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FareShare Gazette Recipes -- September 2006 - M's


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Margaret's Fruit Cake

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* Exported from MasterCook *

Margaret's Fruit Cake

Recipe By :
Serving Size :   Preparation Time :0:00
Categories : Volume 9-09 Sep 2006

Amount Measure Ingredient -- Preparation Method
-------- ------------ --------------------------------
2 cups shortening
4 cups sugar
4 eggs
4 cups hot applesauce
4 teaspoons baking soda
8 cups flour
2 teaspoons salt
4 teaspoons cinnamon
2 teaspoons allspice
2 teaspoons cloves
1 pound apricots
1 pound nuts
2 pounds seeded raisins
1 pound currants
1 pound candied pineapple and cherries
1 pound citron
1 pound figs
1 pound dates

Chop all the fruit into small pieces. Mix together fruit and nuts. Sprinkle
with part of the flour to keep from sticking. Set aside.

Cream shortening with sugar until fluffy. Add eggs, one at a time, then
warm applesauce into which half of the soda has been dissolved. Mix in
sifted dry ingredients. Incorporate fruit. Mix well.

Divide into pans which have been greased and lined with brown paper and
greased again. Bake 75 to 80 minutes in a very slow oven, 300F. to 325F.
Remove, cool and store, either plain or soaked in brandy for at least two
week or a month before serving. Wrap fruitcakes in foil.

NOTES : If one should be so inclined, this cake may be cooled, wrapped in
cheesecloth and liberally sprinkled with brandy.

Jennie's notes: This is my annual fruit cake recipe, it is so good and will
last for years. Contrary to the belief that there is merely one fruitcake
in the world and it makes the rounds annually, this is a fruitcake which
people will actually eat. When I was a young bride I made this cake for the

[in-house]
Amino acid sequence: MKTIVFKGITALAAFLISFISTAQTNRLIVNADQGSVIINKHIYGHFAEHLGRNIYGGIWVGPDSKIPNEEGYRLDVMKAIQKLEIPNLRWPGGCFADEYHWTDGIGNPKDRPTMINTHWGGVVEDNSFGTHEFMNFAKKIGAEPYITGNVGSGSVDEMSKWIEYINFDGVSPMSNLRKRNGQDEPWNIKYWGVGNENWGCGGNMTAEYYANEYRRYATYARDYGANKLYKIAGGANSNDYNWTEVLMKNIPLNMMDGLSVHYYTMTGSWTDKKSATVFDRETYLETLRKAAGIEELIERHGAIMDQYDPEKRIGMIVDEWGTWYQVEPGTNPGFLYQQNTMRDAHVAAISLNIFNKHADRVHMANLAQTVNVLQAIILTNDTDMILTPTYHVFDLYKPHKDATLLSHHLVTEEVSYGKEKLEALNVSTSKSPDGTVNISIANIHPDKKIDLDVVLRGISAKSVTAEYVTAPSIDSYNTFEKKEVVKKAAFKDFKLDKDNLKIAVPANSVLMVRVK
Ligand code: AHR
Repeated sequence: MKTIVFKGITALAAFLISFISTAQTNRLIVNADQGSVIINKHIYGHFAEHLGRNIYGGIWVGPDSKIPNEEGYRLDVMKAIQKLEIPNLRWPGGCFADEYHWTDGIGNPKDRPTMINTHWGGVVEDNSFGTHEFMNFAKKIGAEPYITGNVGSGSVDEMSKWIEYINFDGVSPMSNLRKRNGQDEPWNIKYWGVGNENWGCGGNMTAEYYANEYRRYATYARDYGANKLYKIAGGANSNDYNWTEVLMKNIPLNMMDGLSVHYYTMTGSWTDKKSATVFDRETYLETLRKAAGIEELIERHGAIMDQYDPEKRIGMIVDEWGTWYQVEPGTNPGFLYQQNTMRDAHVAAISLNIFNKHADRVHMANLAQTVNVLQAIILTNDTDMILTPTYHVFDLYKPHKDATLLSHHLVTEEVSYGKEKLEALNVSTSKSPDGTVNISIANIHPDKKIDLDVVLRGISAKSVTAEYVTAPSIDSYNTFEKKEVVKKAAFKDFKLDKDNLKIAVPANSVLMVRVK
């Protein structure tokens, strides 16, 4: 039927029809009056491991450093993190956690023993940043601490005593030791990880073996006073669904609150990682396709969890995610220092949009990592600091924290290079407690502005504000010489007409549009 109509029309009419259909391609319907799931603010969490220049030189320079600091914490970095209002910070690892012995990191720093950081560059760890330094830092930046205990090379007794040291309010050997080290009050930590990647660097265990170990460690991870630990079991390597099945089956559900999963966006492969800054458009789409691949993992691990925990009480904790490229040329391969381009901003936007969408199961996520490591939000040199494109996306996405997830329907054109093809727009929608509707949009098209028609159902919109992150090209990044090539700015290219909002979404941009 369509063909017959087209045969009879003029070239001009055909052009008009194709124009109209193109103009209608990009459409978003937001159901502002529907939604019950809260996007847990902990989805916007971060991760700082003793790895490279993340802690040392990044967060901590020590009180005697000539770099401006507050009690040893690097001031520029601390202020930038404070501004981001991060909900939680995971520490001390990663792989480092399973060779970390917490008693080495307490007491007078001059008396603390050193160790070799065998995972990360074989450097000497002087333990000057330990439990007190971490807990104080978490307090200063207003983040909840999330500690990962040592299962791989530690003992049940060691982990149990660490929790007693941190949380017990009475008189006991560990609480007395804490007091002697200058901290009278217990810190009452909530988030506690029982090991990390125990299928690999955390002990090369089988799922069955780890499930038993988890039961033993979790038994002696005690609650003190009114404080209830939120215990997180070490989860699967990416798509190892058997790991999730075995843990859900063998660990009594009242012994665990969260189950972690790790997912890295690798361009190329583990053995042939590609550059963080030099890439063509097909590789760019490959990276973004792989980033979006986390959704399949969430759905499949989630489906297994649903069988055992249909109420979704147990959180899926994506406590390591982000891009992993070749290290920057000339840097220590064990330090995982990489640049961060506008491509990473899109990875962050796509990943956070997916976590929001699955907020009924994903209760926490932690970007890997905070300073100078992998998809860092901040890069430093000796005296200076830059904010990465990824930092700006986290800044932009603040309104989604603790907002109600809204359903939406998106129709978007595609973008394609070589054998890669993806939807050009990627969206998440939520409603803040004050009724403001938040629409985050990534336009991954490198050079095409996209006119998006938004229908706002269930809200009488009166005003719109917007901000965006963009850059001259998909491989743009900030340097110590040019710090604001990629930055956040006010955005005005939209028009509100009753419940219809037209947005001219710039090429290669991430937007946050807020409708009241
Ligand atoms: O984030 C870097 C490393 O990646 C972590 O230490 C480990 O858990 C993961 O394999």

first time for Christmas - I put all of the chopped up fruit in the largest
bowl I owned, than I mixed the cake batter in the second largest bowl (and
the last of the lot) I owned. Now came the problem of mixing the fruit and
the cake batter and no bowl large enough to hold the mixture. I scrubbed
out my sink and dumped fruit and batter into the sink and mixed away. Then
I just rinsed out the mess when I was done. This worked so well that every
year that I make these cakes, I use the same "sink" method. It is names
Margaret's fruit cake because Margaret was my mother in law and it was her

Hallie's Notes:

--- My Mum used to use her big canner to mix her cake because she didn't
have big bowls and when I was very young we didn't have running water in
the house so she didn't have a sink either. One of my best memories is of
watching her set out all those pretty ingredients and sniffing the sniffs.
I still have the old square pans she used and about once every 10 years or
so I completely lose my mind, haul them out, grease them, line them with
brown paper, grease the paper and make Christmas cake from her old recipe.
By which time I usually come to my senses and swear off for another 10
years. When I used to make fruitcake (and I'm one of those who love the
stuff) I usually poked a bunch of holes in the cake with turkey skewers
then, with the cake sitting on the wrapping material, slowly drizzled as
much rum or brandy (depending on what was to hand) over the cake as it
would hold. Then I wrapped it up and stored it away. I told myself that
made it keep better and stay moister. (hi hi) H.

Contributed to the FareShare Gazette by Jennie; 23 September 2006.

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